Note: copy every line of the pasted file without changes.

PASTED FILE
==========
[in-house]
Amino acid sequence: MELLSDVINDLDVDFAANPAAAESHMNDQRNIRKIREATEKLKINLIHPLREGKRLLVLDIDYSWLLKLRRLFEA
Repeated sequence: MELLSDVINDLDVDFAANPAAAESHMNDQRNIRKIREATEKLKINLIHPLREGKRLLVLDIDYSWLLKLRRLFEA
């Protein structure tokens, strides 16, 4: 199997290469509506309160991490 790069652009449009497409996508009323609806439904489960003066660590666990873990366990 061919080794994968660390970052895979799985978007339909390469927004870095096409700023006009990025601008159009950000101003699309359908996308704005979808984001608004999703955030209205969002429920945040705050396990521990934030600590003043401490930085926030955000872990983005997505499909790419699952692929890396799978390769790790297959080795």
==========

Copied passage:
[in-house]
Amino acid sequence: MELLSDVINDLDVDFAANPAAAESHMNDQRNIRKIREATEKLKINLIHPLREGKRLLVLDIDYSWLLKLRRLFEA
Repeated sequence: MELLSDVINDLDVDFAANPAAAESHMNDQRNIRKIREATEKLKINLIHPLREGKRLLVLDIDYSWLLKLRRLFEA
């Protein structure tokens, strides 16, 4: 199997290469509506309160991490 790069652009449009497409996508009323609806439904489960003066660590666990873990366990 061919080794994968660390970052895979799985978007339909390469927004870095096409700023006009990025601008159009950000101003699309359908996308704005979808984001608004999703955030209205969002429920945040705050396990521990934030600590003043401490930085926030955000872990983005997505499909790419699952692929890396799978390769790790297959080795």